Philip Livingston died in New York on February 11, 1749. His body was transported upriver and buried on Livingston Manor.

Catharina Van Brugh was born in 1689 the only child of Manhattan trader Pieter Van Brugh and Sara Cuyler. Within a few years, Catharina's parents followed the Cuylers to Albany where they too found success in fur trade-related business.

Catharina grew up in the new city of Albany where her father was appointed mayor in 1699. As the only heir of wealthy and advantaged parents, in September 1708 nineteen-year-old Catharina was married to Philip Livingston - eldest son of the most important personage in the entire region. Three months later, the first of her twelve children was baptized in the Albany Dutch church. A year or two younger than most Albany brides, her family was larger than most with the last child born in 1733 when Catharina was forty-three-years-old.

These Livingstons moved into the landmark Livingston home on the Elm Tree Corner. For several decades Catharina and Philip were Albany mainstays with their numerous offspring growing up and succeeding to places of prominence throughout the colonies. As Philip's public and personal business took him more to New York and to the Manor, Catharina managed the Albany home and its business. Their forty-year marriage ended when Philip Livingston died in New York City in February 1749.

Catharina inherited substantial property. She filled the years that followed with family and friends from Albany to New York. She died suddenly on February 20, 1756 while visiting in New York City. She was in her sixty-seventh year and was mourned by her children as the "best of mothers." Other family members called her "a good woman" and noted for her "sweetness of temper and good sense."

Livingston Genealogy, Reuben Hyde Walworth
Philip Livingston, b. 1686, second son of Robert Livingston and Alida (Schuyler) Van Rensselaer, married Catherine Van Brugh, of Albany, only child of Peter Van Brugh, Mayor of the City of Albany, & Sarah Van Brugh his wife. They settled at Albany where probably all of their children were born. He was a Colonel in the Provincial militia and in 1721 succeeded to most of the local offices his father had held at Albany. In 1725 he was appointed a member of the Council of the Colony. Upon the death of his father, in 1728, he succeeded to the Lordship of the Manor of Livingston and lived at the manor house a part of the time, and the residue of the time he was at his town house in the city of New York. In 1734 he with Rev. Jared Elliot of Killingworth, the Rev. Elisha Williams, President of Yale colege, and three others, obtained a grant from the state of Connecticut, for a tract of land embracing the celebrated Salisbury Ore Bed. He died Feb 1749 at New York, leaving his wife surviving and his remains were removed to the manor for interment, where a second funeral ceremony took place. His will is dated 15 Jul 1748.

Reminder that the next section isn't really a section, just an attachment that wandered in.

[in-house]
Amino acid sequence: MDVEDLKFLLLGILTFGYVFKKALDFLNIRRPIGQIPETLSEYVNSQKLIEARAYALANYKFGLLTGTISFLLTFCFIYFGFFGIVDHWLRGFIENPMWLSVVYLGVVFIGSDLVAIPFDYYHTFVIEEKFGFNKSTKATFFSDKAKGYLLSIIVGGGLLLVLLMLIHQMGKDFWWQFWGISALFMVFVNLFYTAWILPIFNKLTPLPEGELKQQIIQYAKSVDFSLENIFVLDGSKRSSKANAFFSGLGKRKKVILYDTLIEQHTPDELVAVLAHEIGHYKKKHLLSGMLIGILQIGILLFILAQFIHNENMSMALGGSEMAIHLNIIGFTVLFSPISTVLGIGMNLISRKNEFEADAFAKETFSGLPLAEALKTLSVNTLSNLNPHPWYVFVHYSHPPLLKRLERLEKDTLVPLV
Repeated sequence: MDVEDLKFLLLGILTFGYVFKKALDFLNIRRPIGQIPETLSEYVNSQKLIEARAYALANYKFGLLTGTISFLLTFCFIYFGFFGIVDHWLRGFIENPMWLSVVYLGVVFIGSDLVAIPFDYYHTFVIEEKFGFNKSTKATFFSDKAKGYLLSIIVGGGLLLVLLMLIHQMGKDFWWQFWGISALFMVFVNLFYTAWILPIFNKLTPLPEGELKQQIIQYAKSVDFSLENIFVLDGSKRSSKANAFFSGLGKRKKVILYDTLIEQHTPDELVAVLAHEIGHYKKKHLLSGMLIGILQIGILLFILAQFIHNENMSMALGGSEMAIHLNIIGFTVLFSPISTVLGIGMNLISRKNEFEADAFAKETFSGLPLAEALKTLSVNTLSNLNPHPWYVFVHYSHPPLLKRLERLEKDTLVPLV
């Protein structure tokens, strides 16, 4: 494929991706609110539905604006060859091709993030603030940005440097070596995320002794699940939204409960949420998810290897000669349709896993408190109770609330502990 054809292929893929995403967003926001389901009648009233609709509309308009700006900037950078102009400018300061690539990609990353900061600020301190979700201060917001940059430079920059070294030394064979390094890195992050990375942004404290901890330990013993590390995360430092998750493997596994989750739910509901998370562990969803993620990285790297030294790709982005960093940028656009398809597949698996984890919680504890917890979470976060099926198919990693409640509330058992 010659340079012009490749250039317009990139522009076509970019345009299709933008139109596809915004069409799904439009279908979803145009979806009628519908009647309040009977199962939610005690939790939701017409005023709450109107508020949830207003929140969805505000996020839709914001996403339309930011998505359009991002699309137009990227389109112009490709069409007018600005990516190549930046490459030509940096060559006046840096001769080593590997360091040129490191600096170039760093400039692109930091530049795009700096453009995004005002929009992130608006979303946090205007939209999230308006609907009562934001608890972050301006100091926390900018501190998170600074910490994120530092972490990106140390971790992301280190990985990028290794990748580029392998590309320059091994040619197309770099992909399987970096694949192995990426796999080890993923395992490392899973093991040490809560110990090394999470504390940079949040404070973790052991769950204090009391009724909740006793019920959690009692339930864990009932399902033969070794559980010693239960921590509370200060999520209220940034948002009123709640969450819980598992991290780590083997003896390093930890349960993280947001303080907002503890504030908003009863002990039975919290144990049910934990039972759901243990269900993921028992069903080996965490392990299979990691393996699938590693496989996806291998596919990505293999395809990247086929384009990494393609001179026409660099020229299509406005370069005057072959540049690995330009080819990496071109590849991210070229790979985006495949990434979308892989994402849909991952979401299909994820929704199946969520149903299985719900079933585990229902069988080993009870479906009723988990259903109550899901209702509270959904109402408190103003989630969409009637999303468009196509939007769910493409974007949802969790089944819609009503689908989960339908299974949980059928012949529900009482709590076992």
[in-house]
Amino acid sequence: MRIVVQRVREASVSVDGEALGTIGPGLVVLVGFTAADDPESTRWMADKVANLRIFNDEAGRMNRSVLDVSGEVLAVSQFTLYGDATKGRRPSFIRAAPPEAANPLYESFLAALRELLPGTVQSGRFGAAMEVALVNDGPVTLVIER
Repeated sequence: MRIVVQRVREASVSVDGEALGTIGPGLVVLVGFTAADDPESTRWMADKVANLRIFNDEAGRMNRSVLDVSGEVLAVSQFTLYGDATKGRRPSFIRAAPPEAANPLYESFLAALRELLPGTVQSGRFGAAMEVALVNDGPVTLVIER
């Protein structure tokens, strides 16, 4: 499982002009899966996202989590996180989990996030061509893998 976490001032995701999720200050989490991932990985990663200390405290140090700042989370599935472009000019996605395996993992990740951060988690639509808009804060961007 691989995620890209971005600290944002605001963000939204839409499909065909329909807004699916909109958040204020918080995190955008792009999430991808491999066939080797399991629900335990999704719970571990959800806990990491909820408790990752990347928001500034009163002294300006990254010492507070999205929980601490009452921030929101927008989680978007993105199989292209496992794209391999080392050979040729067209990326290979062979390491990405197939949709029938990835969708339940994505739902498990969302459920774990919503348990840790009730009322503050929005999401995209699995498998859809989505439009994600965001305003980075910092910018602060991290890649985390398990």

Hudson-Mohawk Genealogical and Family Memoirs
Philip (second lord of the Manor), second son and fourth child of Robert and Alida (Schuyler-Van Rensselaer) Livingston, was born July 9, 1686, died February 4, 1748-49. He was named for his maternal grandfather, Philip Schuyler. He studied law and was admitted to the New York bar, December 31, 1719. In the following year he was appointed one of the commissioners of Indian affairs and succeeded his father as secretary of that board. He was an appointed member of the legislative council, 1715, and the following year was despatched on a mission to the French governor of Canada to prevent the French proceeding further with the erection of a fort at Niagara. On the death of his father he succeeded to the entailed and largest portion of the Manor estate and for many years the new lord of the Manor took a prominent part in the political affairs of the province. His family connections and personal attractions made him a person of note in New York City, where "he lived in a style of courtly magnificence". He became involved in a quarrel with Admiral George Clinton, the English governor of the province, who made serious charges against him and endeavored to have him dismissed from the council but failed, Philip holding the office and continued to take a leading part in the affairs of his native province until his death. His funeral was a most elaborate and expensive one and was the occasion of general comment. He married, September 19, 1707, Catherine Van Brugh, baptized November, 1689, died February 20, 1756, daughter of Peter and Sarah (Cuyler) Van Brugh. Of their seven sons, Peter Van Brugh, Philip "the signer," and William, became prominent in the war of the revolution. The fourth son, John, was the only important member of the family who adhered to the king during the war for independence.